Back up to the L2TP Category

Difference between revisions of "Category:Incoming L2TP"

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__NOTOC__<indicator name="L2TP">[[File:Menu-L2TP.svg|link=:Category:L2TP|30px|Back up to the L2TP Category]]</indicator>
 
__NOTOC__<indicator name="L2TP">[[File:Menu-L2TP.svg|link=:Category:L2TP|30px|Back up to the L2TP Category]]</indicator>
=L2TP from Customers to AAISP=
+
= L2TP from Customers to AAISP =
This is used to connect in to AAISP over a third-party internet connection. This gives you your usual AAISP IP (4 and 6) blocks and access to the internet as if you were conencted via a normal DSL circuit.
 
   
  +
There are two reasons to use L2TP to connect in to AAISP:
* Hostname: l2tp.aa.net.uk
 
  +
# As a backup for your existing AAISP circuit in the event of a fault.
* Plain L2TP without any IPsec
 
  +
#* Logging in over L2TP using your DSL credentials (ie xxx@a.1) from a different ISP will give you your normal IP addresses. You can use this whilst your AAISP connection is being fixed.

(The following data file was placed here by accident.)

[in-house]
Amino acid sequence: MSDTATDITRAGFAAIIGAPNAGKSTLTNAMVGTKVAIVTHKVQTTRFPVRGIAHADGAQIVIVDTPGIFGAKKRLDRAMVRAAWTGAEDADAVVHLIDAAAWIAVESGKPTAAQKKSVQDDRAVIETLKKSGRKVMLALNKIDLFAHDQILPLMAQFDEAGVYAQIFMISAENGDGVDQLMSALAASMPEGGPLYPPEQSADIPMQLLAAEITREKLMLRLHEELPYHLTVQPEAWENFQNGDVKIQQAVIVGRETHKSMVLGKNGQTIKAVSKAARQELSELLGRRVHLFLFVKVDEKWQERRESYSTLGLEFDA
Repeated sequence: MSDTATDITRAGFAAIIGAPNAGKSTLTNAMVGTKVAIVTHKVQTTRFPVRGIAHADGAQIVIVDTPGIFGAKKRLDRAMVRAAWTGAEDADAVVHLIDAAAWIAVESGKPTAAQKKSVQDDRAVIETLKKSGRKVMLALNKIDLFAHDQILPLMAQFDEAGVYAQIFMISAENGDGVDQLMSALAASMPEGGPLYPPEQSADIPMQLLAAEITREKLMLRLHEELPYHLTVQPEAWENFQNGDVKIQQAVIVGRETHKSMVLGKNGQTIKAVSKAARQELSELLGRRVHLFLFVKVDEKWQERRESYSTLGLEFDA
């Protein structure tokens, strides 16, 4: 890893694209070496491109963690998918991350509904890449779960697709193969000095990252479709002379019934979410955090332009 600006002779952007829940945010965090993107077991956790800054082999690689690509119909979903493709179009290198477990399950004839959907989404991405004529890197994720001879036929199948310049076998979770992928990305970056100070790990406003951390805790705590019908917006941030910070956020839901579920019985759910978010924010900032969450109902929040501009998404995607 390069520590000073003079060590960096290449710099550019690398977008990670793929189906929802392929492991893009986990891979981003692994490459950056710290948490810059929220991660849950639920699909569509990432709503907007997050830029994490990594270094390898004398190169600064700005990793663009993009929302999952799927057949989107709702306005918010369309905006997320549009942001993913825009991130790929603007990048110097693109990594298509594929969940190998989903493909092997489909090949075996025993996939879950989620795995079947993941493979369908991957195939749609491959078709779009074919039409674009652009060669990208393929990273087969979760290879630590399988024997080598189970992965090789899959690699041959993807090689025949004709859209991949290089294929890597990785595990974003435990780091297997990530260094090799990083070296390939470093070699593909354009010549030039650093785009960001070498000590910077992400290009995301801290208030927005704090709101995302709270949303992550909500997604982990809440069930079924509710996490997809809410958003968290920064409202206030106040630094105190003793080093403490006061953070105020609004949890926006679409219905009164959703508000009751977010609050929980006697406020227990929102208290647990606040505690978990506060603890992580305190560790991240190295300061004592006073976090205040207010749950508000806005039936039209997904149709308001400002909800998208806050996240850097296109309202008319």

* MSCHAPv2 authentication
 
  +
#* This is enabled by default and available to everyone, there are no extra charges. Usage is taken from your quota in the usual way as if you were connecting over DSL.
  +
#* Speed is capped at 100Mb/s.
  +
#* Regarding IP routing, The L2TP has priority over the DSL, so you'd want to bring it up/down as and when required as the DSL won't have IPs routed to it when the L2TP is up.
  +
# Connect in to AAISP over a third-party internet connection.
  +
#* This gives you your an AAISP IPv4 address and an IPv6 block. This will then give you unfiltered internet access with public IP addresses etc.
  +
#* Speed is capped at 200Mb/s (3Mb/s for the low-cost Light service).
  +
#* There are more reasons for doing this and further information and ordering on [https://www.aa.net.uk/broadband/l2tp-service/ A&A L2TP service].
   
  +
== Connection Details ==
  +
* Endpoint:
  +
** l2tp.aa.net.uk
  +
** or l2tp6.aa.net.uk
  +
* Username & Password as supplied
  +
* Hostname: AAISP
  +
* Authentication Protocol: CHAP/MSCHAPv2 or PAP, but recommend CHAP, as L2TP is not encrypted
  +
* Plain L2TP '''without any IPsec'''. This is important as some devices may not support disabling encryption on L2TP.
  +
* Check that your ISP/mobile provider does not have features that will block 'VPN' services - eg Vodafone's 'SecureNet' will block access to our L2TP service but can usually be disabled via the provider's control pages/App/etc
   
  +
=== Speed/Latency Tweaks ===
  +
See: [[L2TP-Latency-Speed-Tweaks]]
   
  +
=== MTU ===